The 51 planes of the plane-memory are designated by symbolic names P0, P1, "'" , Ps0. Plane names enter as arguments in COMPAX instructions. For mnenmnic purposes the programmer can assign and use "arbitrary" identifiers as names of planes. Although the parallel processing instructions themselves treat an entire plane (96 X 96 array) as a single operand, it is sometimes necessary to refer to and operate on individual points of a specified plane. The points are referred to by their coordinates. The lower left bit has the coordinates (0, 0), and the upper right, (95, 95). A coordinate pair can be stored in a single location of the conventional memory.
    There are 8 immediate neighbors to every point in ~ plane. These are individually identified by 8 direction numbers: d = 1, 2, - ? ? , 8. The 1-neighbor is the East-neighbor, and the numbering runs counterclockwise, d = 0 denotes the point itself (i.e., the self).
    A direction list, DL, is a list of direction numbers, and specifies a subset of the immediate neighbors. A direction list enters into a COMPAX instruction much as a parameter does in a conventional instruction. A DL can be assigned and identified by a symbolic name.
    The simulator has 25 built-in registers IR1, IR2, ... , IR25, for counting and indexing purposes. The first 7 of these can be used for indexing, i.e., the modification of an instruction argument at execution time.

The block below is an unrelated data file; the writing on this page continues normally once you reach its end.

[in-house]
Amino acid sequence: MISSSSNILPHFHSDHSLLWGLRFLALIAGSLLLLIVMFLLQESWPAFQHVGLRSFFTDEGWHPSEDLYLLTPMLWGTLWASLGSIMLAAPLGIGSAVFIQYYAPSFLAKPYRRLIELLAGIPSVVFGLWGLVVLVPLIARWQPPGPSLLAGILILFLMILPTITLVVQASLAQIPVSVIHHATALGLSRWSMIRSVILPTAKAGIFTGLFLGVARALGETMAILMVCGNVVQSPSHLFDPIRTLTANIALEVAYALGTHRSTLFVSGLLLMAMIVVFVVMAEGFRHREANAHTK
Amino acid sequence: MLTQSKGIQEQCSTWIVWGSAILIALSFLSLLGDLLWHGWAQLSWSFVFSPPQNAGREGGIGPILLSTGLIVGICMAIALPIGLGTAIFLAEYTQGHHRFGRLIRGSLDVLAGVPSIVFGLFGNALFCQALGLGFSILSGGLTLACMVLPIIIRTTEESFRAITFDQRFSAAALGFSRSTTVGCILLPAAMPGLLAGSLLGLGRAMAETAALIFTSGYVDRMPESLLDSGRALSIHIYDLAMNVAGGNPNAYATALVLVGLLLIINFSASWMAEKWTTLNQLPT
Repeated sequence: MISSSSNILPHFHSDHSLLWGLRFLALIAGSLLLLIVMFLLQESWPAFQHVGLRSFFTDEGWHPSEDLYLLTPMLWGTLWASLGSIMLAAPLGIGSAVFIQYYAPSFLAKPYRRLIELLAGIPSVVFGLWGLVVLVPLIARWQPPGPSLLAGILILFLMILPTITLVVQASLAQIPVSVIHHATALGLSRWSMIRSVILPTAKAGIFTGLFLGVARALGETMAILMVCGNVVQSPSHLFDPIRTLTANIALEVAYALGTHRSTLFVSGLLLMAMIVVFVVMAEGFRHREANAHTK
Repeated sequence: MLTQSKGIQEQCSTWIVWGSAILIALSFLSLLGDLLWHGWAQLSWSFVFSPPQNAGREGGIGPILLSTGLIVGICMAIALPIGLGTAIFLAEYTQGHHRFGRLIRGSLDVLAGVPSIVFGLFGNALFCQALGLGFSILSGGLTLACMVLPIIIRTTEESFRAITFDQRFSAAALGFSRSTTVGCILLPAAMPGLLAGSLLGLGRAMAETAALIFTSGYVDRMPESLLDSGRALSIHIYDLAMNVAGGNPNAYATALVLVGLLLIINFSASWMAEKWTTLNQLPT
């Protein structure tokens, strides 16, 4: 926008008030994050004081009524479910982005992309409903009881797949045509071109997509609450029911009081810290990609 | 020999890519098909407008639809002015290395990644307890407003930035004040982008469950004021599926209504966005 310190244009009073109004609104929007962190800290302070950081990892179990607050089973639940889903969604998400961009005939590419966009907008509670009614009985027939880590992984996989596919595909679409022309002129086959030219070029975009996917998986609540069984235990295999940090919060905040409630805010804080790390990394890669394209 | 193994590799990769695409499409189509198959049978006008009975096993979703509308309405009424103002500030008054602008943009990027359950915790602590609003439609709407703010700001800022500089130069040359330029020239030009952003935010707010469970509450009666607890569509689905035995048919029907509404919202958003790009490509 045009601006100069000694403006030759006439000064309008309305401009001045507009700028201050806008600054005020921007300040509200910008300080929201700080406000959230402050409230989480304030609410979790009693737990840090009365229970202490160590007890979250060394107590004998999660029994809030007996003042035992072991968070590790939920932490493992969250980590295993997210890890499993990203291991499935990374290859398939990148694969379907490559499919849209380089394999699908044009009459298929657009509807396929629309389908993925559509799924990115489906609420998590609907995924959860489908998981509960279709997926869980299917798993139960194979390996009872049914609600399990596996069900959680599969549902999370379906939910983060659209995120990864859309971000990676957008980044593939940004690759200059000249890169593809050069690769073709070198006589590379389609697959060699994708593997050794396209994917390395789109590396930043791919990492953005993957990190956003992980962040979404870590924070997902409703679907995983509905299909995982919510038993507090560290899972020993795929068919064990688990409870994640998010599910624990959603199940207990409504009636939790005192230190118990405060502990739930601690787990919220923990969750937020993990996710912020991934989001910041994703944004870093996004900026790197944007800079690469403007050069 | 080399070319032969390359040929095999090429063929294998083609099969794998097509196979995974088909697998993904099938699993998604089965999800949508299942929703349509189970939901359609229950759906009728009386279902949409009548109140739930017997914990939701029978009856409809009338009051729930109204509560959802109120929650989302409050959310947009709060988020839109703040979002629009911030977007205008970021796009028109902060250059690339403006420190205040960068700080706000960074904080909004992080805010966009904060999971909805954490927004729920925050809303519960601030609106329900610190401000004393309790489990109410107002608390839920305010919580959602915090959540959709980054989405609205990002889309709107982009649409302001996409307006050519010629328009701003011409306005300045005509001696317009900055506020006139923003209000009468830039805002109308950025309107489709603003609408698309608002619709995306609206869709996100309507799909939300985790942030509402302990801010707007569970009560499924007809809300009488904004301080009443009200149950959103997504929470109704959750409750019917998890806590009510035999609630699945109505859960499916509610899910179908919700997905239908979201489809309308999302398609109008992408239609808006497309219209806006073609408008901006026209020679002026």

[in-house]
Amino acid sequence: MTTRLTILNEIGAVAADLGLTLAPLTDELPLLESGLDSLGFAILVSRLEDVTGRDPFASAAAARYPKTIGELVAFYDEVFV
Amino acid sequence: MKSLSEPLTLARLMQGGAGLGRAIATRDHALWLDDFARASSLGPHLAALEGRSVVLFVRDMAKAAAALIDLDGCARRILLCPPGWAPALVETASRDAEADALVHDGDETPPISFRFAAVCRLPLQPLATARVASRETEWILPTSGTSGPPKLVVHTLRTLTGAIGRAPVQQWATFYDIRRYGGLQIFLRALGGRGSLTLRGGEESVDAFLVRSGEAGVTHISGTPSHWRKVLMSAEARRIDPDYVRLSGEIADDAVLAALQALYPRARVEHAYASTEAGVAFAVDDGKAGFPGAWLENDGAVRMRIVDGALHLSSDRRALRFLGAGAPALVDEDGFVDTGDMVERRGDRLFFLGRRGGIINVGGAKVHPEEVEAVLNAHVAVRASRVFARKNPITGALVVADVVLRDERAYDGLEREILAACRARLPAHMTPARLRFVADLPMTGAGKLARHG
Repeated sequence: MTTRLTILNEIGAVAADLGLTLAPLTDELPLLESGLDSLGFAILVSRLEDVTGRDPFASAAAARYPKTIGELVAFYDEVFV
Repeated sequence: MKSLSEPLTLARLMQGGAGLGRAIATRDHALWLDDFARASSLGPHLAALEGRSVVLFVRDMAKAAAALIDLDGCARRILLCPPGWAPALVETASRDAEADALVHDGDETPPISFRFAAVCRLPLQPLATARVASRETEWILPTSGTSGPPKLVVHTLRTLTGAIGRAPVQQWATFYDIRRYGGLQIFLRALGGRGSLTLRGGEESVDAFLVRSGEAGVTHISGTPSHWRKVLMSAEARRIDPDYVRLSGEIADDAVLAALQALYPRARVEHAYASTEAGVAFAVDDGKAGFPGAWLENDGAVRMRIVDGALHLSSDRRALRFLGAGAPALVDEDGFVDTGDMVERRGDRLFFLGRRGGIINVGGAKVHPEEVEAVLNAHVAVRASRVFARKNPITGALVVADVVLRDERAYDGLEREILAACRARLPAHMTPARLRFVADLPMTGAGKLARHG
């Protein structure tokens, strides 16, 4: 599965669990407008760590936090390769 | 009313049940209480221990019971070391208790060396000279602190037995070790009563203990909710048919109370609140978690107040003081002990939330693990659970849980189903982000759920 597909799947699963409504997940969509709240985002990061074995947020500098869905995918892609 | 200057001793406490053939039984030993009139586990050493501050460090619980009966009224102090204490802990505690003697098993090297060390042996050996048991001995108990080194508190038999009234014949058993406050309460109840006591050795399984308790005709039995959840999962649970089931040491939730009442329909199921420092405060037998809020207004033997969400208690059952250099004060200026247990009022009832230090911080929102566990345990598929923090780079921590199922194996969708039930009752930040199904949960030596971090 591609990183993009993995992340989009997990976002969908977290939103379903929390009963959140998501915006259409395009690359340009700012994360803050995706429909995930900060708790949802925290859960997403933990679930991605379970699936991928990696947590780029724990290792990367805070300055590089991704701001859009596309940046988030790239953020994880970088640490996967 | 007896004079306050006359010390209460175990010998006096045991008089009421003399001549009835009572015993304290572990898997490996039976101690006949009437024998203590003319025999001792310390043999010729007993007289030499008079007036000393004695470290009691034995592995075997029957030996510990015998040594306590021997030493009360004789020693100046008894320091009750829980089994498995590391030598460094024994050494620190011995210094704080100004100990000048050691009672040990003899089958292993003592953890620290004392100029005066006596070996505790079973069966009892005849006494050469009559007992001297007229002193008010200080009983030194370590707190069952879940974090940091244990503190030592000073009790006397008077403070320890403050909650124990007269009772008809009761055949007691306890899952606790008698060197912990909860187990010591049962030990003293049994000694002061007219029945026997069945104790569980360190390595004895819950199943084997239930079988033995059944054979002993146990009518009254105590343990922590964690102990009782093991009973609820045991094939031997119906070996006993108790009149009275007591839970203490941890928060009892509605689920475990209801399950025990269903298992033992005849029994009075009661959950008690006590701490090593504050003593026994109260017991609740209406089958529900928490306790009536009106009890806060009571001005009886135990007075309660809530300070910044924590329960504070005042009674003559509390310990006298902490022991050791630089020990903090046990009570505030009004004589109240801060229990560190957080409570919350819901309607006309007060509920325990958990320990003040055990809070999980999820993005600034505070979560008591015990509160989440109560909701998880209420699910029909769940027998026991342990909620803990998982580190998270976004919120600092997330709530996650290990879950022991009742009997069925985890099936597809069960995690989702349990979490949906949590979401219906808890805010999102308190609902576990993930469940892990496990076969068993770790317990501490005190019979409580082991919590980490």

Extract: COMPASS and COMPAX
    COMPASS, the assembly language of the 3600 system, forms a subset of COMPAX, SO that a programmer can interleave COMPAX code with COMPASS code.
          in [ACM] CACM 9(03) March 1966 includes proceedings of the ACM Programming Languages and Pragmatics Conference, San Dimas, California, August 1965 view details
  • Narasimhan, R. and Reddy, V. S. N. "Some experiments in scene generatian using COMPAX" view details Abstract: Very little work has been done so far on syntactic specification of complex scenes for computer generation. It is not clear that thp usual rewriting rule formalism is adequate to cope with the problems involved, such as specification of 3D object groupings, hidden-line elimination, and so on.

    Some experiments were tried out using COMPAX to create isometric views of scenes composed of rectangular parallelepipeds. This paper discusses some of the specificational aspects of the language used. Computer printouts of typical scenes generated are included. Some tentative ideas for analyzing such scenes are presented.
          in [ACM] CACM 9(03) March 1966 includes proceedings of the ACM Programming Languages and Pragmatics Conference, San Dimas, California, August 1965 view details
  • Wells, Mark B. "A review of two-dimensional programming languages" pp1-10 view details Extract: PAX and COMPAX
    A rather different tack of "two-dimensional"
    language development is represented by Pax [Johnston,
    1970] and Compax [Narasimhan, 1966]. These are onedimensional
    languages with facilities to manipulate
    truly two-dimensional data. The basic data are
    matrices of zeros and ones, called planes, which
    represent white and black spots of a picture. Various
    set- and graph-theoretic operations on these
    planes, which have the normal Euclidean connectivity
    properties, are available. The abstract machine on
    which Compa× is based assumes both a two-dimensional
    memory for the storage of the planes and an input/
    output device for transmitting the digitized pictorial
    information. The advantage of these languages
    is of course that we think directly in terms of the
    two-dimensional structures. Also, there is much
    parallelism implied by the operations which can be
    exploited by properly designed hardware.
          in Proceedings of the SIGPLAN symposium on Two-dimensional man-machine communication 1972 , Los Alamos, New Mexico, United States view details